It’s an intriguing mix. If anyone can dazzle by Dickensian bent, it is Luks. Some have said that his disconcerting leaps of imagination and his inconsistency were for want of mature development; others, myself among them, declare him a genius whose wildly diverging moods yielded unique insights and experiment in style, often within a period or even a piece.
The Bread Line is one of his best known and stand-out works. It ranks alongside those depression photographers who captured the quotidian curse of hunger with newly accessible technology, stark documents to history repeating itself. Luks painting was luxurious in contrast, daubs of indigo and cobalt and crimson thickly smudged on canvas. But the desperation of hunger in empty faces, mere hollow eyed gashes, rivaled the intensity of any documentary photo.
This is the painting that comes into my mind anytime I get the urge to feel sorry for myself for having to consume, instead of a marble slab of rye with Havarti, or a billowy, buttery mouthful of croissant, a heap of gorgonzola-smothered near-raw beef or sea salt caramel with prosciutto. The ghosts from this painting literally materialize out of the ether to wag their fingers at me, Luks’ strange and desperate figures, themselves haunted by the hounds of hunger.
If my lifelong lent of breadlessness is just a way to perpetually remember to be thankful, then it may be that my giving up gluten is really a kind of gift.
Not by bread alone: my favourite wines for pairing with the art, or even a sandwich.
This darker side of Apothic Red’s insane juicy goodness keeps threatening to leave the shelves forever. Rush out right now and find a few bottles willing to go home with you. It’s everything it promises- delicious, and compelling with deep, cakey layers. It’s a sweet and smoky kohl that at times turns chocolatey like semi-sweetened brownies. It’s density dances surprisingly lightly on your tongue. Every swallow offers a kaleidoscopic explosion of different flavours that wash over you in soft waves. Totally seductive.
This one changes face when paired with bold cheeses, and again when it accompanies spicy Tex-Mex or burgers. But it’s always waiting to get you alone, and by itself is the best way to get to know her. See more here.
Here’s another wine I mention often. This is my favourite bargain wine. It really shouldn’t be a mere 13$, and I’m glad it is. It is a tremendous performer, consistently so. It went up a few quarters lately, and I’d still pay twice as much if I had to. Sometimes I do when Beronia has a label available for $29.95 or $40, I declare it to be a special occasion.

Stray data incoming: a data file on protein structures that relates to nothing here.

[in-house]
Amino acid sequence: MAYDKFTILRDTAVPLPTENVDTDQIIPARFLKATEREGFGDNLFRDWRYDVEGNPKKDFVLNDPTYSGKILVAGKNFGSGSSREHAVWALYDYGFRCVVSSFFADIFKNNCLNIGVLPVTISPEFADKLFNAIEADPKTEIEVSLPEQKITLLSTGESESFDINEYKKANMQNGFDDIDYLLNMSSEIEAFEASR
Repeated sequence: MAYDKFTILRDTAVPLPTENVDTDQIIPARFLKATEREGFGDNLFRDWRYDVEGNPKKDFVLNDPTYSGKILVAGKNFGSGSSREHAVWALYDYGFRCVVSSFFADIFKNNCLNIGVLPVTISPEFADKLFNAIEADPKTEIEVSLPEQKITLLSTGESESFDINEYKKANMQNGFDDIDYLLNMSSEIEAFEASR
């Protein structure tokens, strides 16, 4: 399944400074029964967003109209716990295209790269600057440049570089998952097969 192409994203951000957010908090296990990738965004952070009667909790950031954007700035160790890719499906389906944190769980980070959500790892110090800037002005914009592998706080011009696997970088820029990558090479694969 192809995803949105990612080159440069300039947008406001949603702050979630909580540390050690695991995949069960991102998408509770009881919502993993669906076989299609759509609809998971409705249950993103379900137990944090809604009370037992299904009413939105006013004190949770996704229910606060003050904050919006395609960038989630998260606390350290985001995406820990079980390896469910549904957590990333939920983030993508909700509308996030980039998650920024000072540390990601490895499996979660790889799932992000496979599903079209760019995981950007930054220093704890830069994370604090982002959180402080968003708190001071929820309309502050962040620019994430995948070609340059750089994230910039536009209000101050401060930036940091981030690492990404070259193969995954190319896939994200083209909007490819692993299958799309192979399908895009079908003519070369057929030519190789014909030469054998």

Here are all those dramatic, chewy notes I long for- granite and leather and laundry detergent and smoked fish and dehydrated fruit, sticky and bright yet dry as an old nun. Truly divine. The more you pay, the silkier these tougher qualities become, but the basic platform is stunning. See more here.
Now here’s an uncharacteristically diaphanous favourite of mine. You’ve heard me refer affectionately to this as “baby aspirin wine.” Indeed, the colour is a transparent version of Benefit’s Dandelion Brightening Powder blush, and it tastes like it’s namesake and chalk pastels. See more here.
Wine Rack Staples
The main advantage of the Wine Rack is that they are open until eleven.
It can be kind of bleak if you’ve missed your local LCBO or boutique shops. But the Jackson-Triggs Grand Reserve Chardonnay is wonderful. They recommends you pair it with buttered popcorn or lobster: in other words, anything goes. It tastes like pear jam and applesauce and vanilla beans and tea. Things could be a lot worse.
There’s a sweet little honey of a plonk here too, for less than a tenner. Naked Grape’s Luscious Red is a crowd pleaser that can sort of satiate the food snobs on your guest list, even if they won’t admit it. It’s a Jolly Rancher in a bottle. See more here.
McManus Cabernet Sauvignon
A welcome staple of the LCBO’s “always available” promise. This wine is an easy access wine that everyone can enjoy, but it’s still got a wood smoke kick, a first kiss of sticky fruit and vanilla, and some tannic heft. For those times you want a sweet tooth, there is a gorgeous hint of caramel or burnt sugar, even though it’s super dry. A small apple has eight times as many carbs as you’ll get in the entire bottle. See more here.
Angel’s Gate Gewurztraminer VQA
I love the generous variety of flavours in a Gewurtztraminer, where you can chew on a mouthful of flowers and huff some exotic spices, all in a bright and fruity white. I don’t believe in keeping flavourless, utilitarian white wine on hand “for recipes” – mussels are an easy heaven steamed with this stuff instead. See more here.
Find out more about Lorette C. Luzajic at mixedupmedia.ca.